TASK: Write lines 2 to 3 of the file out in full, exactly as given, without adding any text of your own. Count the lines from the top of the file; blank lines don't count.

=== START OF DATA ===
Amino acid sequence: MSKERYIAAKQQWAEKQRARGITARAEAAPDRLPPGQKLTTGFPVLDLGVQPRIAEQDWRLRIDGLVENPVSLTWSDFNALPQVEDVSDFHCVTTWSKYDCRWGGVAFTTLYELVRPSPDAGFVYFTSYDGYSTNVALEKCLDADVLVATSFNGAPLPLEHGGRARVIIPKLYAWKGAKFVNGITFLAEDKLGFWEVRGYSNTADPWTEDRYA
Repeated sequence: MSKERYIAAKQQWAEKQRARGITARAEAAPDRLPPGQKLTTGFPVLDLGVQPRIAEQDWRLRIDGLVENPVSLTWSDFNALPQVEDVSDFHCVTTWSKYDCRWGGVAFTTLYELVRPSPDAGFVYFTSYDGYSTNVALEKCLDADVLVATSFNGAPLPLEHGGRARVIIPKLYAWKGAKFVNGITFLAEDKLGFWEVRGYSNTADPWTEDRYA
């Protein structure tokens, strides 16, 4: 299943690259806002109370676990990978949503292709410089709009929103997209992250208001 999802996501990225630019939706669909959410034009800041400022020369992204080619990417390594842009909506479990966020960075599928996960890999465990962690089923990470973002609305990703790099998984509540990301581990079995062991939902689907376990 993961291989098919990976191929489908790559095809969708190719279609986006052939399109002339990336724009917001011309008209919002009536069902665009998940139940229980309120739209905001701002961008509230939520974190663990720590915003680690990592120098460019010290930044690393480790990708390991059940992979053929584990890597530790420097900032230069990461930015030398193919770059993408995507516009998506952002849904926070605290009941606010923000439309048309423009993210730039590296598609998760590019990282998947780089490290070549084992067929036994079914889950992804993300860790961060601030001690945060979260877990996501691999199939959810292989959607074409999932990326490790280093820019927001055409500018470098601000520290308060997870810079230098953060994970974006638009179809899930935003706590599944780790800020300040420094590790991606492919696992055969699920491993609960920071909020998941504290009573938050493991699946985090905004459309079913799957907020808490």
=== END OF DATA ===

Repeated sequence: MSKERYIAAKQQWAEKQRARGITARAEAAPDRLPPGQKLTTGFPVLDLGVQPRIAEQDWRLRIDGLVENPVSLTWSDFNALPQVEDVSDFHCVTTWSKYDCRWGGVAFTTLYELVRPSPDAGFVYFTSYDGYSTNVALEKCLDADVLVATSFNGAPLPLEHGGRARVIIPKLYAWKGAKFVNGITFLAEDKLGFWEVRGYSNTADPWTEDRYA
């Protein structure tokens, strides 16, 4: 299943690259806002109370676990990978949503292709410089709009929103997209992250208001 999802996501990225630019939706669909959410034009800041400022020369992204080619990417390594842009909506479990966020960075599928996960890999465990962690089923990470973002609305990703790099998984509540990301581990079995062991939902689907376990 993961291989098919990976191929489908790559095809969708190719279609986006052939399109002339990336724009917001011309008209919002009536069902665009998940139940229980309120739209905001701002961008509230939520974190663990720590915003680690990592120098460019010290930044690393480790990708390991059940992979053929584990890597530790420097900032230069990461930015030398193919770059993408995507516009998506952002849904926070605290009941606010923000439309048309423009993210730039590296598609998760590019990282998947780089490290070549084992067929036994079914889950992804993300860790961060601030001690945060979260877990996501691999199939959810292989959607074409999932990326490790280093820019927001055409500018470098601000520290308060997870810079230098953060994970974006638009179809899930935003706590599944780790800020300040420094590790991606492919696992055969699920491993609960920071909020998941504290009573938050493991699946985090905004459309079913799957907020808490």